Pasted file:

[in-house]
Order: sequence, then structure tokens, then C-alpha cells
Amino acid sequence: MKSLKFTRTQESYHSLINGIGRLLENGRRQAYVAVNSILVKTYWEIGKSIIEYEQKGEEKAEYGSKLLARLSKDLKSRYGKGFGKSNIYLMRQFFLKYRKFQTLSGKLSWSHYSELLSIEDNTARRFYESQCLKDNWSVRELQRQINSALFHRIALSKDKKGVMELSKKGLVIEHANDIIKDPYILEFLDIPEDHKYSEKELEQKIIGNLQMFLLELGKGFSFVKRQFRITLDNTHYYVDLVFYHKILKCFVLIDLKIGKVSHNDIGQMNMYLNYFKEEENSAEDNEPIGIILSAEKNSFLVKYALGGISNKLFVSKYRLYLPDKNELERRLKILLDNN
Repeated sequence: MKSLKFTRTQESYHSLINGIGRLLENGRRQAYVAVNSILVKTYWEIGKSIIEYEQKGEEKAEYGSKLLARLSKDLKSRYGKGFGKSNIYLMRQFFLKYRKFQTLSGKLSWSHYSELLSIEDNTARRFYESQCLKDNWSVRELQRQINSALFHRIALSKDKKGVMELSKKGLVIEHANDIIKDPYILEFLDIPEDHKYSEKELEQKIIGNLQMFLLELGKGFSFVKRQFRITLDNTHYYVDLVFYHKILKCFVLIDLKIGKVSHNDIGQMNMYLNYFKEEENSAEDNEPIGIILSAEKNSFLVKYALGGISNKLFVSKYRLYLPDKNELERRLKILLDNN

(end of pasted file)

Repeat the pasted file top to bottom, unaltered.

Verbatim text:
[in-house]
Order: sequence, then structure tokens, then C-alpha cells
Amino acid sequence: MKSLKFTRTQESYHSLINGIGRLLENGRRQAYVAVNSILVKTYWEIGKSIIEYEQKGEEKAEYGSKLLARLSKDLKSRYGKGFGKSNIYLMRQFFLKYRKFQTLSGKLSWSHYSELLSIEDNTARRFYESQCLKDNWSVRELQRQINSALFHRIALSKDKKGVMELSKKGLVIEHANDIIKDPYILEFLDIPEDHKYSEKELEQKIIGNLQMFLLELGKGFSFVKRQFRITLDNTHYYVDLVFYHKILKCFVLIDLKIGKVSHNDIGQMNMYLNYFKEEENSAEDNEPIGIILSAEKNSFLVKYALGGISNKLFVSKYRLYLPDKNELERRLKILLDNN
Repeated sequence: MKSLKFTRTQESYHSLINGIGRLLENGRRQAYVAVNSILVKTYWEIGKSIIEYEQKGEEKAEYGSKLLARLSKDLKSRYGKGFGKSNIYLMRQFFLKYRKFQTLSGKLSWSHYSELLSIEDNTARRFYESQCLKDNWSVRELQRQINSALFHRIALSKDKKGVMELSKKGLVIEHANDIIKDPYILEFLDIPEDHKYSEKELEQKIIGNLQMFLLELGKGFSFVKRQFRITLDNTHYYVDLVFYHKILKCFVLIDLKIGKVSHNDIGQMNMYLNYFKEEENSAEDNEPIGIILSAEKNSFLVKYALGGISNKLFVSKYRLYLPDKNELERRLKILLDNN